I was sitting on the side of a hill waiting for the chance at my first deer.  I was concealed by nothing but 4-5 shrub brushes pulled around my cousin and I.  We sat there through the morning watching the brightening of the sky slowly spread its warmth across the ravine.

I slowly started seeing the light brown and gray colors moving in the distance.  They are like ghosts appearing from nothing and acting as if they had never been anywhere else.  I felt like they could hear the slightest sound and was even leery to blink at the thought of them hearing me.  I didn’t know how I would act, but the adrenaline, focus, and intensity of all my senses seemed to be on edge.

The crosswind kept all of our smells away and I was good at moving silent.  The only thing different was the shooting position.  It was awkward, but I was determined and I had my cousin to make sure things went right so I wasn’t too worried.  My shot was excellent and there would be no need for tracking.  At the end after much of the emotion had faded was a resoluteness and sense of accomplishment and confidence that would last forever.

Perhaps your first hunting experience was like mine, perhaps not, but the tips and advice on how to go about it made a huge difference in my success.  I’ve read lots of bow hunting tips throughout my life and many of them are very helpful, but I want to focus on some of the basic ones that will make you more successful a majority of the time.  I love to focus on the basics, because the basics work and they work for almost everyone.

So without further squawking on the topic and in no particular order.

My 5 bow hunting tips to be successful

Practice shooting from a hunting position – The only time most people will ever shoot sitting down or leaning over is from the shooting stand.  If you want to harvest an animal for months on end, then why would you only spend at most a week or two practicing shooting that very specific shot?

What makes more sense is to practice shooting that shot at least once or more per month, I recommend much more, so that you feel very comfortable with that shooting position.  Having some new element thrown at you when you are out is not a good surprise most of the time.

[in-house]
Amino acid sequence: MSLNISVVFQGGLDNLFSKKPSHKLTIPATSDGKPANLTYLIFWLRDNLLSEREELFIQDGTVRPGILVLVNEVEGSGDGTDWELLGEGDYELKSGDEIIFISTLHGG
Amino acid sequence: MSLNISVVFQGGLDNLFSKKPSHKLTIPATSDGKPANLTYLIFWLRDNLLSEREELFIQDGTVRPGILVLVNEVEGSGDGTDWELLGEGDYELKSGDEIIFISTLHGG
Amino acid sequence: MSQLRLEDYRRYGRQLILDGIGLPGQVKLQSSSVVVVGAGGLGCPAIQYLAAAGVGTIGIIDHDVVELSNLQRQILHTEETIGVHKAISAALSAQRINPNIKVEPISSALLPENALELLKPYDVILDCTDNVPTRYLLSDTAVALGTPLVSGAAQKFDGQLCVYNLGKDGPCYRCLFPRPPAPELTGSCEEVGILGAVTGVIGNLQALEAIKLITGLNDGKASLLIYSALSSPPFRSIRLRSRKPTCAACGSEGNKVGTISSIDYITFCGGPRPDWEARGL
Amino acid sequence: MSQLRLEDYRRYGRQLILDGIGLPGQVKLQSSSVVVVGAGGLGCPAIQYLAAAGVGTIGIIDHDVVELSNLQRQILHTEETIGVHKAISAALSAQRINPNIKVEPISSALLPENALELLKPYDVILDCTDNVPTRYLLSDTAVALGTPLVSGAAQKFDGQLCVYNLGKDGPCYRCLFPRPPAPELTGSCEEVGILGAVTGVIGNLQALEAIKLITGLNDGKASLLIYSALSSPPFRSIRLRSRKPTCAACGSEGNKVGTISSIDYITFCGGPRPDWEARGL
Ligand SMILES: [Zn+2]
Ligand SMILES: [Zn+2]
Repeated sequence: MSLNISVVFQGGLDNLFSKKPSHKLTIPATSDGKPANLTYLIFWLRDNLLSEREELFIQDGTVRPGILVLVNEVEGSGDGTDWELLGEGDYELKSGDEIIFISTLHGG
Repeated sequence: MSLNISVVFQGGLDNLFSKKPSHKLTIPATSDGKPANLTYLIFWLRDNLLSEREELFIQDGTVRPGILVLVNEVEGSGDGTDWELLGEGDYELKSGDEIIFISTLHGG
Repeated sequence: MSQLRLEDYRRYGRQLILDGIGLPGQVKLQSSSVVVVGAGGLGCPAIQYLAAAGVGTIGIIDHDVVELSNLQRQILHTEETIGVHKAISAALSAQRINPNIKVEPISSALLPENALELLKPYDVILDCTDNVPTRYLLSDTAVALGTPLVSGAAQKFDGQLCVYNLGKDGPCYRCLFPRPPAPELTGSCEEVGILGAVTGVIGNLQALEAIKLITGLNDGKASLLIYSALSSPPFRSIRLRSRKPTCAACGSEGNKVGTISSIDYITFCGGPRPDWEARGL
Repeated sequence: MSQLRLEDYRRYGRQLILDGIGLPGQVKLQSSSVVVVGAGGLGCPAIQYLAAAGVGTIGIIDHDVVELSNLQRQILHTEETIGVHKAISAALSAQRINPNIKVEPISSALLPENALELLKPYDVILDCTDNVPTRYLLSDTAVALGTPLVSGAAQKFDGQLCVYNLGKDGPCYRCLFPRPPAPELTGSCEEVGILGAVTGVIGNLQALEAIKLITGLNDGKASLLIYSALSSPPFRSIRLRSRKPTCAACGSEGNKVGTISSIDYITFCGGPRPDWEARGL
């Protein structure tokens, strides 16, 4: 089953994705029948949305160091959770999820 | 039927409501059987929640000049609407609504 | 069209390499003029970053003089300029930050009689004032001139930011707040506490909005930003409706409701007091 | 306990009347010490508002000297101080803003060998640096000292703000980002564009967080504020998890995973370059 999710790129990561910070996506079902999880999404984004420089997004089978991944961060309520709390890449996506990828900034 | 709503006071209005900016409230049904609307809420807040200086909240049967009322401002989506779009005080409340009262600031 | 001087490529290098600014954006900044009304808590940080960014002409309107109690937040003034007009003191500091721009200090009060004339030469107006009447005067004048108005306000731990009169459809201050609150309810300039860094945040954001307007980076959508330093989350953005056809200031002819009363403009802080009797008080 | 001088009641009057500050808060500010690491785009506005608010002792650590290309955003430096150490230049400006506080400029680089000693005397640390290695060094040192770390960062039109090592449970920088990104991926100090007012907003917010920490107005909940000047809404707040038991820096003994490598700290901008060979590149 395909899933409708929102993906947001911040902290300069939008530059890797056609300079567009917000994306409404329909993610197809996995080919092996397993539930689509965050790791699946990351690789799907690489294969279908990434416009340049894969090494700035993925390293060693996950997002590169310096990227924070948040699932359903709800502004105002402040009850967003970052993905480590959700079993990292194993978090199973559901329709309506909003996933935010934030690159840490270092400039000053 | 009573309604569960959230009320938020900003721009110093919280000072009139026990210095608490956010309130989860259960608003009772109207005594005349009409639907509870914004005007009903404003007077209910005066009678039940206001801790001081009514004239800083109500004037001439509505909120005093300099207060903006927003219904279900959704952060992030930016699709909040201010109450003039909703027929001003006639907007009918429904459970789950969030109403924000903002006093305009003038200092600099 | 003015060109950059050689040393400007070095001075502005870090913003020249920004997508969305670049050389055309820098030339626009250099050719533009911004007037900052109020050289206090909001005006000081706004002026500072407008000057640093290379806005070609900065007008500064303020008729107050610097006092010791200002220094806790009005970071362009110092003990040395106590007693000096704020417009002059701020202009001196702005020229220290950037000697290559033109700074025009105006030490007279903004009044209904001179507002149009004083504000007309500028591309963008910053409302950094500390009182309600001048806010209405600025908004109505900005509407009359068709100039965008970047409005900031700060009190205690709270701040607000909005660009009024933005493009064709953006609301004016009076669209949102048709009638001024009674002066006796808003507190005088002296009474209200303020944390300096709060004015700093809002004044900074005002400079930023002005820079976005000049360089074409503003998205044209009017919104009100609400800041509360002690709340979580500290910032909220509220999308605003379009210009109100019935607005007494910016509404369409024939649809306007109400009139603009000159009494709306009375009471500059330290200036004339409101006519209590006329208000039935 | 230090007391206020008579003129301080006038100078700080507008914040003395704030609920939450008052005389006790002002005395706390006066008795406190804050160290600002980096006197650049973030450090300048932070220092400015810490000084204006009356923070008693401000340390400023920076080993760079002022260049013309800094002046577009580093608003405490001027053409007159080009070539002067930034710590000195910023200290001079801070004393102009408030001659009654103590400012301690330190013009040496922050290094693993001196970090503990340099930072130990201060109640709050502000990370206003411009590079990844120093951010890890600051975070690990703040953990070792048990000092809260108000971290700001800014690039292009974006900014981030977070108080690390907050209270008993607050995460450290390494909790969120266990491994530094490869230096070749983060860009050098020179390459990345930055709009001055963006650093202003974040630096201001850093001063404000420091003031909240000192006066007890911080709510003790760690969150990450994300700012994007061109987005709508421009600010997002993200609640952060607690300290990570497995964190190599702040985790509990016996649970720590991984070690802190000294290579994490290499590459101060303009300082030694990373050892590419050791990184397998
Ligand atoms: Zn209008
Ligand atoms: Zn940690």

Smells matter (most of the time)– A much debated topic and one that is truly valid.  Bad and wrong smells can break your best hunting efforts.  At the same time, I’m sure you’ll notice that there are lots of factors that go into smells, most important being wind.  I recommend studying how the wind works in your hunting area.

On the opposite side of the fence is that smells don’t matter than much.  Depending on where you are and what the deer are accustomed to can make a huge impact on how they react.  They deer are more likely to react and leave the further away you get from any type of civilization.  That being said, I’ve also seen deer stare at unnatural things for about 20 minutes and decide it’s harmless.  They are fickle and tricky.  I prefer the conservative side of removing as much unnatural smells as possible.

Noise makes a difference – Deer have big ears don’t they.  I have made a noise with a deer call, a doe bleat to be exact, and had a buck walk to within 15 feet of where the sound came from.  Their hearing is amazing and they are very good at figuring out the direction it came from.  Having silent clothes and equipment will make a huge difference in a successful venture.

Safety saves – It’s basic and simple, but some common sense things can save you in most situations.

  1. Tell someone when and where your going hunting.  Cell phones can get broken easily or have no reception.
  2. Make sure that all your equipment is in working condition and that you have at least a basic set of field tools with you.
  3. Have water and anything else you might want or need such as food, a hat, a compass, etc.

One good shot is better than a million bad shots – When it comes down to it.  The most important part of the entire experience is making a good clean shot that is placed correctly.  If there is any doubt that it is a bad shot or that something is behind the target, then don’t take the shot.  You must make the decision and know what you are capable of as well as what you can not do.  I’d love to hear your success story instead of how a poor decision made your hunt go wrong.

Hunting is a very complex skill that can take a long time to master, but if you’ll practice some of these bow hunting tips starting now, then you’ll be improving your chances of a wonderful hunting season in the future.

photo credit